Date of Award


Degree Name

PhD Leadership Studies

Dissertation Committee

Cheryl A. Getz, Ed.D., Frank R. Kemerer, Ph.D., and Lea A. Hubbard, Ph.D.


Latina, Leadership, Mexican, Phenomenology, Principal


California is home to almost 15 million Latinos, however, according to the 2015 State of Higher Education Report for California, only 12% of the Latino population between the ages of 25 and 64 has a baccalaureate degree or higher, compared with 42% of the White population. Latina students have some of the lowest levels of educational attainment at every point in their K-12 journey and in general, very low occupational attainment. Given these troubling findings, this research sought to understand and tell the stories of Latinas in k-12 leadership positions in Southern California. In this study, Latinas describe how they successfully navigated through and were able to overcome many disparities to become effective educational leaders.

The research questions that guided this study were: (a) How do Latina school principals describe their lived experiences as an academically successful Latina student in grades K-12? (b) How do Latina school principals describe their lived experiences during and after college as related to their development as leaders? (c) In what ways does the organizational culture of the K-12 setting influence or is influenced by a Latina leader? Using phenomenological research methods, in depth individual interviews with 10 Latina leaders examined how and in what ways participants prior experiences impact and manifest in their leadership practice.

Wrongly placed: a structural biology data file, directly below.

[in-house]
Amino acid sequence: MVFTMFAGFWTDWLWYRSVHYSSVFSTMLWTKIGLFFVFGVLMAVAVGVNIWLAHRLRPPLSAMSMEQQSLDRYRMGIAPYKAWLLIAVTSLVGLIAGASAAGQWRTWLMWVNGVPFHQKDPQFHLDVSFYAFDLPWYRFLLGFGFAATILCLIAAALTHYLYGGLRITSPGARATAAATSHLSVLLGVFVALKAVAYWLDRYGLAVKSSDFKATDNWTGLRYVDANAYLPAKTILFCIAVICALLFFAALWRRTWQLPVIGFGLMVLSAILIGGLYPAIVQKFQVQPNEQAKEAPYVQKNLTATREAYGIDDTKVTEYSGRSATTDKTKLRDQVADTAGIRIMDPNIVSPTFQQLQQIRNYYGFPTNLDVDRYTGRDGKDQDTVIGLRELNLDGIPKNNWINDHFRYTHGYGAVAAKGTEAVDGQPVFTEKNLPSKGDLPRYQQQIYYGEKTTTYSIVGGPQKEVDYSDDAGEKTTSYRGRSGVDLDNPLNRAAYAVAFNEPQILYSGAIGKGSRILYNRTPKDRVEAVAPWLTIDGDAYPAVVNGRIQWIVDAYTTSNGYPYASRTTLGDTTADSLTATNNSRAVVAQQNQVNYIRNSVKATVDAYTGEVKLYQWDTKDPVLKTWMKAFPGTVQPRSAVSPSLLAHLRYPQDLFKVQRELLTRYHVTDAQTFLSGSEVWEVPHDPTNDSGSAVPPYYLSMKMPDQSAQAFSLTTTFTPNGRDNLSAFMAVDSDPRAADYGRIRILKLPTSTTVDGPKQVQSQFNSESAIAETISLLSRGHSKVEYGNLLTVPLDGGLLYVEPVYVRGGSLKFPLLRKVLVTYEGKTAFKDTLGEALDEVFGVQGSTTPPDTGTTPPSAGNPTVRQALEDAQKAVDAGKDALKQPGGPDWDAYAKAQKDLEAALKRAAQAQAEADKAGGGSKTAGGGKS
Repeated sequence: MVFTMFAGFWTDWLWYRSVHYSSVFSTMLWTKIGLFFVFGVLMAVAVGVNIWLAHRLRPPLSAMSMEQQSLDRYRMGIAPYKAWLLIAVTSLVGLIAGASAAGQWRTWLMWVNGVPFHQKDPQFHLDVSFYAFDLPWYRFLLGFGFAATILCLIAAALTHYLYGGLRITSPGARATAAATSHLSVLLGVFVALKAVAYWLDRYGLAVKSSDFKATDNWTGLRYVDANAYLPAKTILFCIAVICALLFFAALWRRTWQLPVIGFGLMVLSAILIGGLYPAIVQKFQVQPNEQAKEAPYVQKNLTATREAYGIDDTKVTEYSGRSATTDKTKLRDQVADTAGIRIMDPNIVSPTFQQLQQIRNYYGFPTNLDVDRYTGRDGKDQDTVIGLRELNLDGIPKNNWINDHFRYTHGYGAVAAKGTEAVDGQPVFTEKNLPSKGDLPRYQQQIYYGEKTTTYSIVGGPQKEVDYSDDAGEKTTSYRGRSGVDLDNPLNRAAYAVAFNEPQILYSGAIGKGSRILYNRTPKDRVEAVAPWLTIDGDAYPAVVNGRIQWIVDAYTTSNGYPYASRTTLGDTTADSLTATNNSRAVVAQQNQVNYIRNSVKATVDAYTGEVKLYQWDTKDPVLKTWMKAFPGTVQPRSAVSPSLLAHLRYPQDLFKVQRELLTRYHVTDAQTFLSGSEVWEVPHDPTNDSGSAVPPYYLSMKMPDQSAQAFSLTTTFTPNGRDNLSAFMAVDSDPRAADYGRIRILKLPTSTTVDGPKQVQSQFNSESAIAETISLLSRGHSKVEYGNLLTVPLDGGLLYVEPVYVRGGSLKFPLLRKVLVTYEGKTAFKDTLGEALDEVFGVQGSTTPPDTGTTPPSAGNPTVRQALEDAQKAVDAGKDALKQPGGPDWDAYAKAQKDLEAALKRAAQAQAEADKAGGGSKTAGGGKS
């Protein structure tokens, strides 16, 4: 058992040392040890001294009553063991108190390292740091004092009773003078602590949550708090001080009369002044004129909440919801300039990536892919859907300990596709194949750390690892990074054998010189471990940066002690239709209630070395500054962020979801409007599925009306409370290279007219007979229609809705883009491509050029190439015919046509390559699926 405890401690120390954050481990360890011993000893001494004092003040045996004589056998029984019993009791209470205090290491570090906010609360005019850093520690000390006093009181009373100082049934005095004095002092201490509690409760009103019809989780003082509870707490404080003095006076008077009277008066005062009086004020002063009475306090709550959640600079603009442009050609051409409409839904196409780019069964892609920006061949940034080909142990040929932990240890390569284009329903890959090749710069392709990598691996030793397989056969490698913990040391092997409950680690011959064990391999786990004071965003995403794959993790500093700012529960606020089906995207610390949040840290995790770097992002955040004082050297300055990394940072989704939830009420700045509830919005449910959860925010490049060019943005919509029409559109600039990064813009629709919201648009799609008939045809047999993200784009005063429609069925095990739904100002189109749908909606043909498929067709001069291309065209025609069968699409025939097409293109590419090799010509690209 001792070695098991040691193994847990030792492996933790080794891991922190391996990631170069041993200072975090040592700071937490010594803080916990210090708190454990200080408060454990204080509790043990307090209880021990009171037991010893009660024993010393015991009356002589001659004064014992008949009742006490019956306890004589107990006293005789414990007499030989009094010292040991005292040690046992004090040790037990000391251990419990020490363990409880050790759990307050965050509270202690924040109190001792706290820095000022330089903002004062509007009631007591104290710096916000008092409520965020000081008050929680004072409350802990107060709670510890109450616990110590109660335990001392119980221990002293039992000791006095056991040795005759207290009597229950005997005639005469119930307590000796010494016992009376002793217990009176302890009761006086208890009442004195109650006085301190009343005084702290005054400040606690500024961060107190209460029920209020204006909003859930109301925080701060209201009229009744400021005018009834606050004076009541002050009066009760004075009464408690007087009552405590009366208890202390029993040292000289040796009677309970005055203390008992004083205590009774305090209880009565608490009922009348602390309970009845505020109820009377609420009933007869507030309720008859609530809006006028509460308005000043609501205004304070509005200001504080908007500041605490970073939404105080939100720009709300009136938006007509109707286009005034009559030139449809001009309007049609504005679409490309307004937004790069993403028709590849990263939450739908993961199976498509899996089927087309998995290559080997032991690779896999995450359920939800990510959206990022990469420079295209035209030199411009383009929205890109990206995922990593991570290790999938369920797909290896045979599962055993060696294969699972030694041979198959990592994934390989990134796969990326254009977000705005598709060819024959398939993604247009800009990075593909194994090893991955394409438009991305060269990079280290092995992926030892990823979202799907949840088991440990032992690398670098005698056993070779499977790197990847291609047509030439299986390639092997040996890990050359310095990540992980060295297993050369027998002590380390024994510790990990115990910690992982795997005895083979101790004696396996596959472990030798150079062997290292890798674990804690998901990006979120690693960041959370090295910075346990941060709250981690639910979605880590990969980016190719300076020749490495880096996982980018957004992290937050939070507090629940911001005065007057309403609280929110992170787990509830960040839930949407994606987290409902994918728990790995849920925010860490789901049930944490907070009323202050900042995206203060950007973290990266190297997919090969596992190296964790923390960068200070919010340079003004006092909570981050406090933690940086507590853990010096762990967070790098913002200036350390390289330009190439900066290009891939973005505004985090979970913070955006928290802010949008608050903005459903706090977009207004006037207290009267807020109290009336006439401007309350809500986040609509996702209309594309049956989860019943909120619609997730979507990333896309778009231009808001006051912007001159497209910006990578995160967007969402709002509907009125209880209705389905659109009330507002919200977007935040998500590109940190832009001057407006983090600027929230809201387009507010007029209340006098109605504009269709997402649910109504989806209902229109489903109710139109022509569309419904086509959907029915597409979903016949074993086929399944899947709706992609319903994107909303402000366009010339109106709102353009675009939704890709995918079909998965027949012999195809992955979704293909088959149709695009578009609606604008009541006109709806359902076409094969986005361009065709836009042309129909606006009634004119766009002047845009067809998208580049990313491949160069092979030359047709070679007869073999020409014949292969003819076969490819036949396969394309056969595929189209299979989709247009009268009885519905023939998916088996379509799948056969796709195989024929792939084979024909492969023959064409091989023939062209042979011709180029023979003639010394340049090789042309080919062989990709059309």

Some literature describe a hybrid space, which is the ethnic and mainstream culture that many Latinas must negotiate. However, results from this study support the addition of a third organizational culture, one that develops as a result of having authority within an educational institution. Thus this study posits that Latina leaders negotiate three cultures while leading: ethnic, mainstream and organizational culture. This research also found that some barriers in the United States that Latinas describe might also positively contribute to their development as leaders.

The significance of this study is the possibility that the personal and professional experiences, as told in the stories that Latina educators shared, may enhance our understanding of this at-risk population, aiming to contribute positive counter-stories as exemplars and models for Latina youth living in the U.S.

Document Type

Dissertation: Open Access


Leadership Studies